Wednesday, November 26, 2008

Authenticity--Team Leaders

I read an interesting article on authenticity as it relates to leaders and leadership this week. It really got me thinking. The article by Rob Goffee and Gareth Jones is Managing Authenticity: The Paradox of Great Leadership.

I've met a lot of leaders in my life and had the opportunity to work for some truly great leaders with whom I really connected. I had never really though about why we connected before, or why I really knew these leaders cared about me as part of their organization.

On the other hand, I have also had the opportunity to be part of organizations where it was clear the leaders didn't have it together and for whom I had no illusions that they were great leaders. They were just doing the job--and not that well.

It dawns on me that I was assessing the authenticity of their leadership.

What is authentic leadership?

Well, the Center for Authentic Leadership describes it as follows:

"The measure of a man or woman is more than the sum of one’s words or deeds. It is the impact of who we are being as we speak and act that leaves the greatest imprint on others."

Goffee and Jones stated it as simply as the following: "First, you have to ensure that your words are consistent with your deeds; otherwise, followers will not accept you as authentic."

You've probably been in the presence of leaders which make your "skin crawl" because you know that although they appear to be your best friend, you are convinced they really don't care about you and are out for whatever they can get out of you to advance their personal issues. They have a problem with authenticity. I call it something more obvious--they are flat out disingenuous.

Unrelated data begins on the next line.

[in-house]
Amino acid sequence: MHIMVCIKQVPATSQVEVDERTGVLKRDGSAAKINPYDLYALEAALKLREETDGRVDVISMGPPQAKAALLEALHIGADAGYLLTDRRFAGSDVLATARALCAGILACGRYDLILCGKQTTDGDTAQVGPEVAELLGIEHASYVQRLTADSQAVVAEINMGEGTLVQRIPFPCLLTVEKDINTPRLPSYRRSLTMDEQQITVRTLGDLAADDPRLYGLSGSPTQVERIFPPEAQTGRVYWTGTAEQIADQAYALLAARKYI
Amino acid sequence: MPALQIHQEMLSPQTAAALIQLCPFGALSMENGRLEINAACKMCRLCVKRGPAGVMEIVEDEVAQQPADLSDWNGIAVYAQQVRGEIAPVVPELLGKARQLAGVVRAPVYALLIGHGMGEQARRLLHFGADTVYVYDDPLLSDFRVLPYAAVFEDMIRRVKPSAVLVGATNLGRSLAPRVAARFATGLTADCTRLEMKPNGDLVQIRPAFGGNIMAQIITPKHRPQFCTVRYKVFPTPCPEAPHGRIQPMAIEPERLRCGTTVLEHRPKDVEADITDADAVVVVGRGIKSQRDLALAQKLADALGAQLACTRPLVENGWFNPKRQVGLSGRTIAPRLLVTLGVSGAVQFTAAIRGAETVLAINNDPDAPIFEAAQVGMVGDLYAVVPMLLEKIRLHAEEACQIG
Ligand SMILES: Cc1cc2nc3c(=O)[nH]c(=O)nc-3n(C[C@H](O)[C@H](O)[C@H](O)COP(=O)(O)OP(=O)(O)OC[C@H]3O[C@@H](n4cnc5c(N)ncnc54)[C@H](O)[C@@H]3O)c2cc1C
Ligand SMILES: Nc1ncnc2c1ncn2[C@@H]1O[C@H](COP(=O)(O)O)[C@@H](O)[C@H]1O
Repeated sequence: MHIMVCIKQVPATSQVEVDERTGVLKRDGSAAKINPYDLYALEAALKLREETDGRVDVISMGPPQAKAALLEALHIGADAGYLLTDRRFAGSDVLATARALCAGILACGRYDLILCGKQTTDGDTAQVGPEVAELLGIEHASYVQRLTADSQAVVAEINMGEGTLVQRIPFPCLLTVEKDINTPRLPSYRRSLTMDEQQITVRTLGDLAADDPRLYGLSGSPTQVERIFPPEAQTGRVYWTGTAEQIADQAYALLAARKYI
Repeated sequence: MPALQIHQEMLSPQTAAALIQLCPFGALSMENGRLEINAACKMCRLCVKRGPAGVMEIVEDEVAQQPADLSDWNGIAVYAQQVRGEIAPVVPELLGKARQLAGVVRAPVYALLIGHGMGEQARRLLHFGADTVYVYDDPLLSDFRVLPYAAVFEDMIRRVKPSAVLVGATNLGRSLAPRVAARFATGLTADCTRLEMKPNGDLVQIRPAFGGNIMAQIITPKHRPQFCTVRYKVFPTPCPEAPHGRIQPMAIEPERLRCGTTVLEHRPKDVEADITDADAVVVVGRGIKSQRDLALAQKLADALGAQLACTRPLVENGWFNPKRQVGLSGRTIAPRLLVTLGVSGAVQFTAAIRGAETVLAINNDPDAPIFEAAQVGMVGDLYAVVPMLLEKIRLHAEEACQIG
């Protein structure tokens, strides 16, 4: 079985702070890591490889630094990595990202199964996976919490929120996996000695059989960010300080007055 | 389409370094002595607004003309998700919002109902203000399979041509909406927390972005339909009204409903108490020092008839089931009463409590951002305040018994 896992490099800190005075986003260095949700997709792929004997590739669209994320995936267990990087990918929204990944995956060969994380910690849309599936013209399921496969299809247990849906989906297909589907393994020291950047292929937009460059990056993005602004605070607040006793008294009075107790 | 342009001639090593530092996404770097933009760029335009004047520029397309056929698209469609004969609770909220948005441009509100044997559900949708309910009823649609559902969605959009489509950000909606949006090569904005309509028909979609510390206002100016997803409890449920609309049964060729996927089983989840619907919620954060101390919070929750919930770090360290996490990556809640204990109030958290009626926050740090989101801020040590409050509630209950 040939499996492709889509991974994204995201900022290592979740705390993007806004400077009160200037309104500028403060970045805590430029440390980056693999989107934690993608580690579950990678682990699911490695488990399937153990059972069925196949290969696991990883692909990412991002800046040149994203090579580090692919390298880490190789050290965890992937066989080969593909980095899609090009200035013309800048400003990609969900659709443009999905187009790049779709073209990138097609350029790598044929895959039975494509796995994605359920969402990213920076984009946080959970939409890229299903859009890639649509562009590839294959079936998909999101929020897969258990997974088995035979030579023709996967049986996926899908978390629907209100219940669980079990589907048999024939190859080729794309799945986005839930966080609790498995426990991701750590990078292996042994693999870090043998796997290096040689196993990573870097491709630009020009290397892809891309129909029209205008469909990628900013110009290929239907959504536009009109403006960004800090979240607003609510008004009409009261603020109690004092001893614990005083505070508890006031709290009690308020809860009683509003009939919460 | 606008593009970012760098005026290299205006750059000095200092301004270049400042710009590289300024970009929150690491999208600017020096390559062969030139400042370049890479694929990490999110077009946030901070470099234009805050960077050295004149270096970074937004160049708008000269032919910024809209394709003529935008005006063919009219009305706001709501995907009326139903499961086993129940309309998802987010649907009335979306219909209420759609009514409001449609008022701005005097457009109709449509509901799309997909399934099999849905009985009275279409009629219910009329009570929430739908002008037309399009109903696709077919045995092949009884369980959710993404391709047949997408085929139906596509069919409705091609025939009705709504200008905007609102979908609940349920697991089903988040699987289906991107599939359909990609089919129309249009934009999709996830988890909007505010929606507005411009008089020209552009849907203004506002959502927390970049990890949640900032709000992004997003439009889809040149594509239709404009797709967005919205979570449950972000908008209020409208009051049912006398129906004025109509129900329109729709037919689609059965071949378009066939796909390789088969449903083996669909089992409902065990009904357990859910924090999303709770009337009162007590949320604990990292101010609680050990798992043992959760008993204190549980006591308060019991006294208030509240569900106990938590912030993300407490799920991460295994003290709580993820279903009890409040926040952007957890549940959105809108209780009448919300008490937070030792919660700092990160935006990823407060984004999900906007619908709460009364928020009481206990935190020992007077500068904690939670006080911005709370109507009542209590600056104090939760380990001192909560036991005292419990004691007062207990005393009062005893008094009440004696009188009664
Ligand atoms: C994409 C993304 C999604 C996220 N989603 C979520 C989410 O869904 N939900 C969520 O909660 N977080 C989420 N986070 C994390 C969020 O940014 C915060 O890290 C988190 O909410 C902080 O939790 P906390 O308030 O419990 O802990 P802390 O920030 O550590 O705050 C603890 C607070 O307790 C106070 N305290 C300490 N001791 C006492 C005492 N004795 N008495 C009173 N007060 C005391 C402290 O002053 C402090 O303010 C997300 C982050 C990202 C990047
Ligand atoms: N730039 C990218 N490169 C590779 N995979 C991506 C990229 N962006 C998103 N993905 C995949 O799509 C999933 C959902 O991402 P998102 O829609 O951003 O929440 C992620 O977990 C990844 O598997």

Team leaders need authenticity. They need to be comfortable with themselves and also not be afraid to be vulnerable. Who they are deep in their very souls needs to be congruent with who they are as a leader. This does not mean leaders can't play different roles--we are all called to different roles as situations require--but the way the roles are performed needs a sense of consistency that can only come from internal congruence.

Great leaders are not poor leaders trying to be great. They are not insecure people acting out their part--they are congruent in all aspects of their life and they are comfortable with themselves and the role they are called to serve in.

Goffee and Jones kinda summed it up: "Authentic leaders remain focused on where they are going but never lose sight of where they came from."

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